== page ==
Friday, May 27, 2016

Zika virus update

Earlier this month, the Surgeon General’s Office issued a video on the three ways to protect yourself from the Zika virus.  The video clearly illustrates the steps that people can take to protect themselves and their loved ones from Zika.
The video, produced by the media company Attn:, can be found at:
Zika virus is primarily spread through the bites of infected mosquitoes. The types of mosquitoes that can transmit Zika virus are not found in Maine.
Maine CDC is issuing biweekly reports on Zika, which are available at
Health care providers may consider testing for the following individuals for Zika:
  • Symptomatic individuals with travel history to a Zika affected country
  • Pregnant women with travel history to a Zika affected country
  • Partners of pregnant women with travel history to a Zika affected country
If the patient does not meet the submission guidelines above, the sample will be rejected. Testing is not recommended to determine when a couple can begin trying for pregnancy. Couples should consult with their health care providers and follow the updated U.S. CDC guidance on preventing sexual transmission.
For more information:

Thursday, May 26, 2016


May is asthma awareness month.  Asthma is one of the most common lifelong chronic diseases. Asthma affects the lungs, causing repeated episodes of wheezing, breathlessness, chest tightness and coughing. There are 146,000 Mainers who currently have asthma and in severe cases, asthma can be deadly.
In Maine, almost 50 percent of adults and 30 percent of children with asthma report their asthma is not well or very poorly controlled. Although asthma cannot be cured, it is possible to manage the disease successfully. Regular medical monitoring, two visits per year with the treating physician, taking asthma medicine as prescribed and avoiding things that may trigger an attack are all successful management strategies.
Common asthma “triggers” include tobacco and wood smoke, household pets, dust mites and pollen. Limit or avoid exposure to these and other triggers whenever possible.  Many physicians recommend patients with asthma get a seasonal flu shot every year.

For more information about asthma, please visit Maine CDC's Chronic Disease Prevention and Control Program - Asthma Unit’s webpage at:

Thursday, May 5, 2016

Tick Watch

Lyme disease:
Lyme disease is transmitted to people when infected deer ticks bite them. The bacterium that causes Lyme disease is called Borrelia burgdorferi, and causes flu-like symptoms such as fever, headache, and fatigue, as well as a skin rash. Often a bulls-eye rash is noticed somewhere on an infected person’s body. Doctors will diagnose the disease and prescribe antibiotics. If left untreated there could be more serious symptoms from Lyme disease, affecting the nervous system, heart, or joints.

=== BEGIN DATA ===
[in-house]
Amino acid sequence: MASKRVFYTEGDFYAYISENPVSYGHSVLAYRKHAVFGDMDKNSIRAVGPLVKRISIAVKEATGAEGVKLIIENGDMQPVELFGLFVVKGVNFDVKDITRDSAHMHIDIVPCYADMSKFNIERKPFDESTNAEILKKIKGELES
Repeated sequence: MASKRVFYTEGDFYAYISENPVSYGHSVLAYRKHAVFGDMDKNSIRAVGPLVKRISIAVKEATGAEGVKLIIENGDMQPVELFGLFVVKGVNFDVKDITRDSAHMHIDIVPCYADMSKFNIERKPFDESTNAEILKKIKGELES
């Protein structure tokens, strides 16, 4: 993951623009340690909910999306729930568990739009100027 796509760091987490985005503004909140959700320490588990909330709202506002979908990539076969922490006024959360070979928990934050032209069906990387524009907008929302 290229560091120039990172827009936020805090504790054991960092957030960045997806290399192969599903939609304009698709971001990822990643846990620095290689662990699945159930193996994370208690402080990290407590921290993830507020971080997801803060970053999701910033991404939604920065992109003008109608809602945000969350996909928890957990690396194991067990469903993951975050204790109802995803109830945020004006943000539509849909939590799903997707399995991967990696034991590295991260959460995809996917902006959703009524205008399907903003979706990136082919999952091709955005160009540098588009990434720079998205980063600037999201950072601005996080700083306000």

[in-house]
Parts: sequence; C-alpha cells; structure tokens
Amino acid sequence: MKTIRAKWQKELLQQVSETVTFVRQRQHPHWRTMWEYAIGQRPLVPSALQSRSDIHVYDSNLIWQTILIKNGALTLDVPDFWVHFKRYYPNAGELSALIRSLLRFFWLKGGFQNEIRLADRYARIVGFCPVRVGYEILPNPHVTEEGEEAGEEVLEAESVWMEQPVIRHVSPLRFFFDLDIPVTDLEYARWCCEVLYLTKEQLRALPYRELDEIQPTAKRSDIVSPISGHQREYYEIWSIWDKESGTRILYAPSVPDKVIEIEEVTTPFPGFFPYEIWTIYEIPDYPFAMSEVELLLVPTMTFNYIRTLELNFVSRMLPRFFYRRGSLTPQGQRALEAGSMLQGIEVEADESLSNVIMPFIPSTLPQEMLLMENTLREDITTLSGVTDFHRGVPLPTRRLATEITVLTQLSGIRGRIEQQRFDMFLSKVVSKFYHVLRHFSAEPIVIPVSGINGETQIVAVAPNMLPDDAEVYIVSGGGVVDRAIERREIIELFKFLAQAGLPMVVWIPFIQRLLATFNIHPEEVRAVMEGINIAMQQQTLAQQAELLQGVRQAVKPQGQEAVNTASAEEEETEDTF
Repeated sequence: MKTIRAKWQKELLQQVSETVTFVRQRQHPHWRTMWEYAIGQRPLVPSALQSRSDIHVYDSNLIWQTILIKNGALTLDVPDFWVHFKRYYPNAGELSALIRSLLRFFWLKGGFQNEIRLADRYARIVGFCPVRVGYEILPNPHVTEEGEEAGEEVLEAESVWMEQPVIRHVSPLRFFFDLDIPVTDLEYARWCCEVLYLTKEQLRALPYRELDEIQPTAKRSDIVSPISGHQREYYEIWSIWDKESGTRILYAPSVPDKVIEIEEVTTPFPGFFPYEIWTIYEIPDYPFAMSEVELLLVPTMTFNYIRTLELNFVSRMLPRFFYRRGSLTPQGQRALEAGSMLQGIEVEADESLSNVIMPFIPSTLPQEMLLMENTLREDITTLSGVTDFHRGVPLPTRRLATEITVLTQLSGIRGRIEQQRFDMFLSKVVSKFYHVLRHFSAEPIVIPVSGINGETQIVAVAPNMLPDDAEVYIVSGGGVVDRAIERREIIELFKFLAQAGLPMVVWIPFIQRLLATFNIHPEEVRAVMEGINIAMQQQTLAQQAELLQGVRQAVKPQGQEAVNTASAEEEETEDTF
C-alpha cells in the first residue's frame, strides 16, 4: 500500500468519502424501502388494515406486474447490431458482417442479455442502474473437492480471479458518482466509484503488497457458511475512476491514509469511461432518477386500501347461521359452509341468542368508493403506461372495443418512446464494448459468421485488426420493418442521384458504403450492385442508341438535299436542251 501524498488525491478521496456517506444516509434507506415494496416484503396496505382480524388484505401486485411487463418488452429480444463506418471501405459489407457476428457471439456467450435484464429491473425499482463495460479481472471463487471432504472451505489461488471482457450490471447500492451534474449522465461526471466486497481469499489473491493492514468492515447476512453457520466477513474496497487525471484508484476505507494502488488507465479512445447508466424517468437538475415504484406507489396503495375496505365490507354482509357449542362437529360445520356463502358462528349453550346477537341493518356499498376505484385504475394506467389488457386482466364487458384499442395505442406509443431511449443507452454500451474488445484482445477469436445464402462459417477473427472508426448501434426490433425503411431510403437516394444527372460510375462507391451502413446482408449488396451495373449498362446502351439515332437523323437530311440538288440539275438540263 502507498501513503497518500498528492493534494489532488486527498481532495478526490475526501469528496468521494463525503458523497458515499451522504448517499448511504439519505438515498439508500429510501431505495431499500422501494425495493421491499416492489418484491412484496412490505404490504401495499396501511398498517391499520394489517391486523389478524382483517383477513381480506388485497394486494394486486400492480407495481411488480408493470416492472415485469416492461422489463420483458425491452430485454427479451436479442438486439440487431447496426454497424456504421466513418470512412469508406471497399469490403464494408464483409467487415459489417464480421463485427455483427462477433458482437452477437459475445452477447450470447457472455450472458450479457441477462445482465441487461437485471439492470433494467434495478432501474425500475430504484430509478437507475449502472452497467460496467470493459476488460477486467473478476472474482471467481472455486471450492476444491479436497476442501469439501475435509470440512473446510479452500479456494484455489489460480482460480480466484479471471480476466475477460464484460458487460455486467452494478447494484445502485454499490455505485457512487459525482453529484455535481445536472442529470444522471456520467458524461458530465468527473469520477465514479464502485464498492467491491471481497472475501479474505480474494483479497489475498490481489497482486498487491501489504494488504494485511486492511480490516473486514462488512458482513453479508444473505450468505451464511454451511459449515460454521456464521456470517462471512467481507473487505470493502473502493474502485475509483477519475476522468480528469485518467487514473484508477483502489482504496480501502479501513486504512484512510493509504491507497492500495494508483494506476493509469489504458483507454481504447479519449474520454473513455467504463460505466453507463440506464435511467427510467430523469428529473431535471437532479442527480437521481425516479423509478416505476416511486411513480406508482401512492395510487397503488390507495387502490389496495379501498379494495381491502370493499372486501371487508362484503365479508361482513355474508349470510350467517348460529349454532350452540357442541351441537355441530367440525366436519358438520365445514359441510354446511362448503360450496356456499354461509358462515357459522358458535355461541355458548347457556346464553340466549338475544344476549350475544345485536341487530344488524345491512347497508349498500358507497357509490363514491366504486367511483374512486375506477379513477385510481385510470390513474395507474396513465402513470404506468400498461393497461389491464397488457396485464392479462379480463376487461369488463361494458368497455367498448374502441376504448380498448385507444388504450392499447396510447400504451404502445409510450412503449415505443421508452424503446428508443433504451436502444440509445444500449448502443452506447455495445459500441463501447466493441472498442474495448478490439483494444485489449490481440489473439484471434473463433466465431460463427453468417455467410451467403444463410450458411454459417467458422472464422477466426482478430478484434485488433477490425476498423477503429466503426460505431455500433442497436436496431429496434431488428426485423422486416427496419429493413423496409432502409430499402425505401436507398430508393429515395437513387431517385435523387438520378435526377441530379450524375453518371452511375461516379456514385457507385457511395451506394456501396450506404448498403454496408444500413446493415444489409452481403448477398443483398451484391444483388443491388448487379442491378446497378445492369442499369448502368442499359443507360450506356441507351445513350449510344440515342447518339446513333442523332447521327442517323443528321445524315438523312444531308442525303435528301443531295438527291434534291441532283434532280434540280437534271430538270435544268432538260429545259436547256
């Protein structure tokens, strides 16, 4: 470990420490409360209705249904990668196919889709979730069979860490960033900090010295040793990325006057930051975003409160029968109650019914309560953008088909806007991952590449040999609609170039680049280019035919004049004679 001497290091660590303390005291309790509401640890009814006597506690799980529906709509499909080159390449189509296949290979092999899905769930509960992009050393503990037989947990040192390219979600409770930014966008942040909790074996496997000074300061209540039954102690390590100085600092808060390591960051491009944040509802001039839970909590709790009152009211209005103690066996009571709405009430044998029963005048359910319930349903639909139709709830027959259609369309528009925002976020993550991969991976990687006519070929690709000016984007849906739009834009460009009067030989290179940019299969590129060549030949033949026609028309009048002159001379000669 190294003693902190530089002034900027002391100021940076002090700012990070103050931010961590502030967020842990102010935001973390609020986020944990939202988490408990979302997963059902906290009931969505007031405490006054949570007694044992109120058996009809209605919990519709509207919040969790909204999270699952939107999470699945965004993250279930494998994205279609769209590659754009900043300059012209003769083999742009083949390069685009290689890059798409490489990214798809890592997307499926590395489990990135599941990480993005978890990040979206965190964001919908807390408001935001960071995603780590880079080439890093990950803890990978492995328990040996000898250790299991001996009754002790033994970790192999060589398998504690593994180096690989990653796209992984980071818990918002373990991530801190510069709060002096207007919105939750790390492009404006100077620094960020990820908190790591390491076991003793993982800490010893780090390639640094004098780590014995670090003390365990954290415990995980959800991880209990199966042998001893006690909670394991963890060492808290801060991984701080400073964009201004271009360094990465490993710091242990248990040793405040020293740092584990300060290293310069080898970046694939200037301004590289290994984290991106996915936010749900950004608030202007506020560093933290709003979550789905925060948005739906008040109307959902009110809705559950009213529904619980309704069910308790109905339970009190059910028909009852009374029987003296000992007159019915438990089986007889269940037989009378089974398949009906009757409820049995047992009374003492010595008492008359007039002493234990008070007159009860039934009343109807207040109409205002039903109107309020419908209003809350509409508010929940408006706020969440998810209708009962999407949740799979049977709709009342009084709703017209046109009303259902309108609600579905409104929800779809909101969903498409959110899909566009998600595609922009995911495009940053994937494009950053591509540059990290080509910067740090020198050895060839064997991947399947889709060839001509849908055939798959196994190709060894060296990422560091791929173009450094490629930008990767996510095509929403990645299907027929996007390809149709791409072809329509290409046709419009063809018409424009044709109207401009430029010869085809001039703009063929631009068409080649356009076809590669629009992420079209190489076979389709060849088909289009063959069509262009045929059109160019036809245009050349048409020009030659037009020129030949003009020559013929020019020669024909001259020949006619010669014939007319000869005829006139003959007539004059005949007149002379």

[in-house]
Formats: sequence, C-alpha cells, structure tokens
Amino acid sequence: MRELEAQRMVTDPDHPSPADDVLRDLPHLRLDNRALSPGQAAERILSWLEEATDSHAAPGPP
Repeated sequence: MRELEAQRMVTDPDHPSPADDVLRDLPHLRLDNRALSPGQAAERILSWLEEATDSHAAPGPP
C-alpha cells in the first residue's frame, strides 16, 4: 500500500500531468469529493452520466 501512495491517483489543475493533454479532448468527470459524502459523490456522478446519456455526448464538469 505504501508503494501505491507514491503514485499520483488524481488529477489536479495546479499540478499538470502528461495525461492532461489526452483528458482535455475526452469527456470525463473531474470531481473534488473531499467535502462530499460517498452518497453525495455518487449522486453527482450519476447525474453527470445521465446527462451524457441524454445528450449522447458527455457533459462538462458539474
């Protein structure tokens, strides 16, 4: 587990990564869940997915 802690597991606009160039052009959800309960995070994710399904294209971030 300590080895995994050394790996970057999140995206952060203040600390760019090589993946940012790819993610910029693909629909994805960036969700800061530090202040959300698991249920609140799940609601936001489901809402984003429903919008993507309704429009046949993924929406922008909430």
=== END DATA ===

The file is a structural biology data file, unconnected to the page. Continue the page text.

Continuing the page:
·         Wear EPA approved repellent
·         Perform daily tick checks
·         Use caution in tick infested areas
·         Wear protective clothing

Lyme disease awareness month:
The month of May is Lyme disease awareness month in Maine. Throughout May, Maine CDC hosts informational tables, presentations, provides information on ticks and diseases for newsletters, and records a tick-borne disease webinar.
See our Lyme Disease Awareness Month page for a list of activities:

Kids in school:
Maine CDC launched a curriculum for children in the 3rd-5th grades to educate them on ticks and mosquitoes. This curriculum highlights these vectors and the diseases they carry and how to avoid them and prevent disease.

Tick-Free ME:
As a part of Lyme Disease Awareness Month, Maine Center for Disease Control and Prevention is launching our second annual Tick-Free ME Challenge. This is a month long challenge during t July, where participants monitor their preventive behaviors. The goal of the challenge is to prevent tick-borne diseases through the prevention of tick bites. Enrollment in the challenge began May 1st and continues through June 22ndat participating libraries around the state. The challenge is designed for adults aged 45 years and older as this age group has among the highest rates of Lyme disease in Maine. For a list of libraries and more information visit:

Monday, May 2, 2016

MPHA Call for Abstracts

Maine Public Health Association (MPHA) will hold its annual conference October 18 at the University of Southern Maine in Portland. Abstracts from all areas of public health are now being accepted for breakout sessions during the conference. MPHA encourages abstracts focusing on the conference theme of population, environment and policy.